Castillo for Lowell?

mike-lowell-bosoxSo Jerry Crasnick of ESPN claims he heard about the Mets and Red Sox discussing a swap of Luis Castillo and Mike Lowell.


Because it doesn’t make much sense from any angle whatsoever.

First of all, the Red Sox are set at second base with Dustin Pedroia. And they didn’t sign Marco Scutaro to a $12.5M deal to be a backup to Pedroia at shortstop. And Luis Castillo is not going to push David Ortiz out of the DH spot, no matter how bad Ortiz hits.

The only thing that might make sense is the Red Sox quickly flipping Castillo to a third team for someone who better fits into their plan. A possibility, for sure.

As for the Mets going after Lowell … though I did mention Mike Lowell in a frightening hypothetical trade of David Wright to Boston, and do believe he could be worthwhile as a platoon partner / backup plan to Dan Murphy at 1B, I don’t see the Mets as being that creative and bold. The truth is, Lowell might be able to handle SECOND BASE adequately, and provide enough punch to counteract defensive deficiencies — but again, the Mets are neither that bold nor that creative.

Could it be a four-team deal with players and bad contracts flying all over the place?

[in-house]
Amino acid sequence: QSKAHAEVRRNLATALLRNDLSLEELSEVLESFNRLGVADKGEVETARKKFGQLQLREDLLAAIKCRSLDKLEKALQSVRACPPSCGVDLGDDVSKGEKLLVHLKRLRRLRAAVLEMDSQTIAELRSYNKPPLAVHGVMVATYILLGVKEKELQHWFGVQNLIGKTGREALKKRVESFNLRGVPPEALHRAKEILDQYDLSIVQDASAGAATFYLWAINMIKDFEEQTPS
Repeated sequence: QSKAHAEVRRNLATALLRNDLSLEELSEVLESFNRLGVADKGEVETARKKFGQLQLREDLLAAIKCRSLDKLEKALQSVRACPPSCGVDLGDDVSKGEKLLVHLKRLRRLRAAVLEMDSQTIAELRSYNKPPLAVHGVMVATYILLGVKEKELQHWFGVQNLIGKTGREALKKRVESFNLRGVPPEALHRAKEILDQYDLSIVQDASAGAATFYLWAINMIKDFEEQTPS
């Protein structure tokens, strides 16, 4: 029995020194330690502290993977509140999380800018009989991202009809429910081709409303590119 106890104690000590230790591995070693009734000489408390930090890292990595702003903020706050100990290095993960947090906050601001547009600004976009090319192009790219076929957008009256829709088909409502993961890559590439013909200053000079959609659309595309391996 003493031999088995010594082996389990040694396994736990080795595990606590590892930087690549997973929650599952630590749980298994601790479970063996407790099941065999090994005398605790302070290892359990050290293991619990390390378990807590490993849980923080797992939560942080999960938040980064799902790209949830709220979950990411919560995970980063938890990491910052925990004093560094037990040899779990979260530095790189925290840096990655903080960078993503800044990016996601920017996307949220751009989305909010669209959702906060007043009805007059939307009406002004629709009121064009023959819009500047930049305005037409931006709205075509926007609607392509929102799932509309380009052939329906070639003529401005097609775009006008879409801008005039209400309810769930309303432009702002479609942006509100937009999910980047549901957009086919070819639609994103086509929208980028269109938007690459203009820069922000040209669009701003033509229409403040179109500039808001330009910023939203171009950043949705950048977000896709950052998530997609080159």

Anything is possible. But in this case, I’m guessing it’s pure bunk.

Joe Janish began MetsToday in 2005 to provide the unique perspective of a high-level player and coach -- he earned NCAA D-1 All-American honors as a catcher and coached several players who went on to play pro ball. As a result his posts often include mechanical evaluations, scout-like analysis, and opinions that go beyond the numbers. Follow Joe's baseball tips on Twitter at @onbaseball and at the On Baseball Google Plus page.
  1. isuzudude January 5, 2010 at 10:23 am
    Though I wouldn’t agree that a Lowell for Castillo swap “doesn’t make much sense from any angle whatsoever,” I concede that the probability of the trade is slim to none. But I do think the trade could be to the benefit of both sides.